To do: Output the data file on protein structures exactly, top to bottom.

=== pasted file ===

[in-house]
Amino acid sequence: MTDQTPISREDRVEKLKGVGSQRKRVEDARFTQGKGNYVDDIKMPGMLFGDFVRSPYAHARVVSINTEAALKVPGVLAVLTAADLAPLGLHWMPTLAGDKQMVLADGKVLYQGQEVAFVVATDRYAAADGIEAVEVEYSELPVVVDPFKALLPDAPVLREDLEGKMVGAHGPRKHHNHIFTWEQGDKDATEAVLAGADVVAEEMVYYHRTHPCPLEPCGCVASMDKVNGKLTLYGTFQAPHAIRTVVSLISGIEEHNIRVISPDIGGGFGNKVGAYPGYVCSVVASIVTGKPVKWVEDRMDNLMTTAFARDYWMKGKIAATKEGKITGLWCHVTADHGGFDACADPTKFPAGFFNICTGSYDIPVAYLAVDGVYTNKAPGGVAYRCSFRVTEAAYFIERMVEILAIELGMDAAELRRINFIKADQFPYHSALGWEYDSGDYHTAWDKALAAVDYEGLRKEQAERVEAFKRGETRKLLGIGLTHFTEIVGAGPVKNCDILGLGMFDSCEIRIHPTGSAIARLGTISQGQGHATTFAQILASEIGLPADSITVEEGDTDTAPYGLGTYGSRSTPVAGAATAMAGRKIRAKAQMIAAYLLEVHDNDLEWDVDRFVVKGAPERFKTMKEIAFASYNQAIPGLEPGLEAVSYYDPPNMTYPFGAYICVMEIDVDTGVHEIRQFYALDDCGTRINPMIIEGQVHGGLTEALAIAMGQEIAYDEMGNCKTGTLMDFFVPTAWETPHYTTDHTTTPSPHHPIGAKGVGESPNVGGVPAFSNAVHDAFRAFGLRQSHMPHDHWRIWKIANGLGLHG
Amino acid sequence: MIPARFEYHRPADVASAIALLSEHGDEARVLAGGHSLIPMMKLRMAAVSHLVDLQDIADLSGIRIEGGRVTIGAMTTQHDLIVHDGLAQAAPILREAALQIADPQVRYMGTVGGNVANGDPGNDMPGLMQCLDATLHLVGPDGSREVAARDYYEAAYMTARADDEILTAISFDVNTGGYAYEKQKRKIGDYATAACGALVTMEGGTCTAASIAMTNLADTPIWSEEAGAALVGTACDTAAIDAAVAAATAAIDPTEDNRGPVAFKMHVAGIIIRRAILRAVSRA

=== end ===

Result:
[in-house]
Amino acid sequence: MTDQTPISREDRVEKLKGVGSQRKRVEDARFTQGKGNYVDDIKMPGMLFGDFVRSPYAHARVVSINTEAALKVPGVLAVLTAADLAPLGLHWMPTLAGDKQMVLADGKVLYQGQEVAFVVATDRYAAADGIEAVEVEYSELPVVVDPFKALLPDAPVLREDLEGKMVGAHGPRKHHNHIFTWEQGDKDATEAVLAGADVVAEEMVYYHRTHPCPLEPCGCVASMDKVNGKLTLYGTFQAPHAIRTVVSLISGIEEHNIRVISPDIGGGFGNKVGAYPGYVCSVVASIVTGKPVKWVEDRMDNLMTTAFARDYWMKGKIAATKEGKITGLWCHVTADHGGFDACADPTKFPAGFFNICTGSYDIPVAYLAVDGVYTNKAPGGVAYRCSFRVTEAAYFIERMVEILAIELGMDAAELRRINFIKADQFPYHSALGWEYDSGDYHTAWDKALAAVDYEGLRKEQAERVEAFKRGETRKLLGIGLTHFTEIVGAGPVKNCDILGLGMFDSCEIRIHPTGSAIARLGTISQGQGHATTFAQILASEIGLPADSITVEEGDTDTAPYGLGTYGSRSTPVAGAATAMAGRKIRAKAQMIAAYLLEVHDNDLEWDVDRFVVKGAPERFKTMKEIAFASYNQAIPGLEPGLEAVSYYDPPNMTYPFGAYICVMEIDVDTGVHEIRQFYALDDCGTRINPMIIEGQVHGGLTEALAIAMGQEIAYDEMGNCKTGTLMDFFVPTAWETPHYTTDHTTTPSPHHPIGAKGVGESPNVGGVPAFSNAVHDAFRAFGLRQSHMPHDHWRIWKIANGLGLHG
Amino acid sequence: MIPARFEYHRPADVASAIALLSEHGDEARVLAGGHSLIPMMKLRMAAVSHLVDLQDIADLSGIRIEGGRVTIGAMTTQHDLIVHDGLAQAAPILREAALQIADPQVRYMGTVGGNVANGDPGNDMPGLMQCLDATLHLVGPDGSREVAARDYYEAAYMTARADDEILTAISFDVNTGGYAYEKQKRKIGDYATAACGALVTMEGGTCTAASIAMTNLADTPIWSEEAGAALVGTACDTAAIDAAVAAATAAIDPTEDNRGPVAFKMHVAGIIIRRAILRAVSRA